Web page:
In response to the June 29 editorial about recently passed protective laws, “Progress on domestic violence,” I am calling on Kentucky legislators to enact laws that help protect domestic violence victims from being shot.
The research organization Everytown for Gun Safety reports, in an average month, 50 American women are shot to death by intimate partners, and many more are injured. The analysis shows that the presence of a gun makes it five times more likely that domestic abuse will turn into murder.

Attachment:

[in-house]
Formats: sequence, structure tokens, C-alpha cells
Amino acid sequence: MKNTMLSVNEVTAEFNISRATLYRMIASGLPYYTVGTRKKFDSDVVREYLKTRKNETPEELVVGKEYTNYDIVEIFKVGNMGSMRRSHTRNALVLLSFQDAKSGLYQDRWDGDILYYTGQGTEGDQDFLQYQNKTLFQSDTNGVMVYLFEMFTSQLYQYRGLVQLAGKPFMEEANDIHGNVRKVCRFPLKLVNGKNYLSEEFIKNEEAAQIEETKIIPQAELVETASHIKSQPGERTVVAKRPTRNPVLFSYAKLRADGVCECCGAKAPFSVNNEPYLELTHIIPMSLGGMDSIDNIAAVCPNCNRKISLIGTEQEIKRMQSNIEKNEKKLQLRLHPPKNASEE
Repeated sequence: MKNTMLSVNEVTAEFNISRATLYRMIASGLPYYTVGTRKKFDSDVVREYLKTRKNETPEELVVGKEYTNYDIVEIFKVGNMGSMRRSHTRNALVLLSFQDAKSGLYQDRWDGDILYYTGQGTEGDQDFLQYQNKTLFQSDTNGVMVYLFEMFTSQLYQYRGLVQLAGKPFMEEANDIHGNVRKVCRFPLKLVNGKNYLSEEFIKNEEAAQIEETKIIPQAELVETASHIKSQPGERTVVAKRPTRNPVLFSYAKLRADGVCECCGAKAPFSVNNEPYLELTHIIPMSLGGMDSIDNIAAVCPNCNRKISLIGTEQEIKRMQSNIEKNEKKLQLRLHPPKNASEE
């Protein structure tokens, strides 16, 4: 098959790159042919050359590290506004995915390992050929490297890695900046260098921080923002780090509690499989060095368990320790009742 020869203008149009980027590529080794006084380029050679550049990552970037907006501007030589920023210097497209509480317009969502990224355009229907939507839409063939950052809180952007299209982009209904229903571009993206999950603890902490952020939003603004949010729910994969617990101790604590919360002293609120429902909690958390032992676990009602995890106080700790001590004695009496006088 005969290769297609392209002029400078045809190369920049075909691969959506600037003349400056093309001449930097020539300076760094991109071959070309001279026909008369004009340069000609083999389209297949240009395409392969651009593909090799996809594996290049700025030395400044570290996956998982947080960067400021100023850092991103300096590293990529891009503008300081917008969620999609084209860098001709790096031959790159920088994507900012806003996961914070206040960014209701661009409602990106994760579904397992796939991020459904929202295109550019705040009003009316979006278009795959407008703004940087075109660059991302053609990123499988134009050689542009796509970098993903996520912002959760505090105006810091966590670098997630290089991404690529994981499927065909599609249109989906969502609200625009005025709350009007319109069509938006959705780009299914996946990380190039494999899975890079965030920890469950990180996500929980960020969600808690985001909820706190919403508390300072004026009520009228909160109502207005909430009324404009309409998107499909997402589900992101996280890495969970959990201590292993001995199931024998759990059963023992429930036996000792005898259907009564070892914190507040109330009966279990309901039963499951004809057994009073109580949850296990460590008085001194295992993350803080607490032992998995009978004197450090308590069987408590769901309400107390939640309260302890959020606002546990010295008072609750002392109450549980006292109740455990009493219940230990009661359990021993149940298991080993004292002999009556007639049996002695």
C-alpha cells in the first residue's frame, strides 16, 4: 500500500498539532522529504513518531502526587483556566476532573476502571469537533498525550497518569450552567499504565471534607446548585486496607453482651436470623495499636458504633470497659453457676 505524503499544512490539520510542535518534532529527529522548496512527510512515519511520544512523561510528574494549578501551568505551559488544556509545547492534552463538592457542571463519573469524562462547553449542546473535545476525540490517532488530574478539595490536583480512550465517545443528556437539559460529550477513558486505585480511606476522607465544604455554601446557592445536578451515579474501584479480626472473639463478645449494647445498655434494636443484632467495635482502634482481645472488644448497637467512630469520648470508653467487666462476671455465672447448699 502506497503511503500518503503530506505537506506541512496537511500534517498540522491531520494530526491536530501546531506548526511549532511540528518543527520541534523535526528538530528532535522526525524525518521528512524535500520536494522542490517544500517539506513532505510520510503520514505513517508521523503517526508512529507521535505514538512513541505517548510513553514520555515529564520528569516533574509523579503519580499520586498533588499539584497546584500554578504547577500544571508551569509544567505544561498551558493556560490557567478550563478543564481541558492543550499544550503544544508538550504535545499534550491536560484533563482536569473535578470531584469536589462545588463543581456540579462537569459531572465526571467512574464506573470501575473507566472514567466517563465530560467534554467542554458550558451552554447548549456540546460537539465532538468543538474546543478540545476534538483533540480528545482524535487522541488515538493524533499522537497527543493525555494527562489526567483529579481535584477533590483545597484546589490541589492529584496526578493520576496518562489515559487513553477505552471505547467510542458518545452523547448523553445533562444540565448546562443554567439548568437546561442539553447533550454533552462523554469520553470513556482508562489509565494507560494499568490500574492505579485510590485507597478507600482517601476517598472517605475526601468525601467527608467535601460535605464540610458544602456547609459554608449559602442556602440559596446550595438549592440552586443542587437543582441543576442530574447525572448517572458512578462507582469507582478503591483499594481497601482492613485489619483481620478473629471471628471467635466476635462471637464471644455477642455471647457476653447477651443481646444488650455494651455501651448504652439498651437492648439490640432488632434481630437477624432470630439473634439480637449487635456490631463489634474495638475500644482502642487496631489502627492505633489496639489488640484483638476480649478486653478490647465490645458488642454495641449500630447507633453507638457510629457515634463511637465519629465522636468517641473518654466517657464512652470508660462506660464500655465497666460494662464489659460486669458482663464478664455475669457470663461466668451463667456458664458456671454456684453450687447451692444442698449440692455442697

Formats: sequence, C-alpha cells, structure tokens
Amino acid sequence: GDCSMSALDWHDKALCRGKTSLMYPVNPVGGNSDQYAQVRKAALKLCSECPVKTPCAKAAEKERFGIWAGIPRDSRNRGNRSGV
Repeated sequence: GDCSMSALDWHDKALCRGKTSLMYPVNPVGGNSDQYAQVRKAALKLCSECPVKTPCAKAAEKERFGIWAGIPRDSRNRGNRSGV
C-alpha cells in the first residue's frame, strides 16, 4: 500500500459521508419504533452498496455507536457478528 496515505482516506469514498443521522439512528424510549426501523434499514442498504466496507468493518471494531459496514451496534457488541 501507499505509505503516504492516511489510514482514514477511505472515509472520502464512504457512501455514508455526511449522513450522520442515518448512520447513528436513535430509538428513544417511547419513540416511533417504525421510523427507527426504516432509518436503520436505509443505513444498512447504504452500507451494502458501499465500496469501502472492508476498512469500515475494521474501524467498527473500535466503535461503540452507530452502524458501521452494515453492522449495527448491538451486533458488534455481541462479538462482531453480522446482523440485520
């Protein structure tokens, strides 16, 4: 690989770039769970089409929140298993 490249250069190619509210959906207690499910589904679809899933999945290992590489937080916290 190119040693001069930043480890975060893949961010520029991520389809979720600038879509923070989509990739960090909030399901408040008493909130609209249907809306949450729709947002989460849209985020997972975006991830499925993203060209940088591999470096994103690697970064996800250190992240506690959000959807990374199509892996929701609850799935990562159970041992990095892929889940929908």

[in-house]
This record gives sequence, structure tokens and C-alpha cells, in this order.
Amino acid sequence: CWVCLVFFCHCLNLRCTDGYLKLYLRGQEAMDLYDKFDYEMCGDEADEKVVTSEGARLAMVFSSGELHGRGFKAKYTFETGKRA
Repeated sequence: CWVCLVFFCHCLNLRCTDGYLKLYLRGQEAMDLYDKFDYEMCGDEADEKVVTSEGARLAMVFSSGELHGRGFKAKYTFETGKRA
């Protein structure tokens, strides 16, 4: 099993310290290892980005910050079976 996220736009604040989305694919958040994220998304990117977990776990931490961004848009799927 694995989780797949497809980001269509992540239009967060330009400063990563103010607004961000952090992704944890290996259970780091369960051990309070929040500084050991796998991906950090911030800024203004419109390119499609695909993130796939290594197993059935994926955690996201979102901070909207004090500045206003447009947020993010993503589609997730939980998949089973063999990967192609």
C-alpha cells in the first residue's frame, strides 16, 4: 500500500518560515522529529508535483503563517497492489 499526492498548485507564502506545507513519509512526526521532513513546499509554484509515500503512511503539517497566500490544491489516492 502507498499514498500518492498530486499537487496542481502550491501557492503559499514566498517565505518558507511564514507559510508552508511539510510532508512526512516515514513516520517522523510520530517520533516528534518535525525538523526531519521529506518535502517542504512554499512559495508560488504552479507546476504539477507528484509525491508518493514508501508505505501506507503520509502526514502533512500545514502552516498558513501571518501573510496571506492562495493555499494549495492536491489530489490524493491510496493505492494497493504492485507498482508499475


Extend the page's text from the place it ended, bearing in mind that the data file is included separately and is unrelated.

Yet, Kentucky does not prohibit individuals convicted of misdemeanor domestic violence, or those subject to domestic violence restraining orders, from purchasing or possessing firearms. Nor does it require these individuals to surrender their firearms. Worse still, Kentucky does not require a completed background check on every gun sale. Everytown research shows, however, that 46 percent fewer women are shot to death by intimate partners in states that do.
Let’s fix these loopholes. Let’s stop domestic violence offenders from easily obtaining guns. Let’s prohibit those charged with domestic abuse from possessing firearms.
I’m urging Kentucky to save lives by joining the 23 states that have responsibly enacted gun laws to protect victims of domestic violence.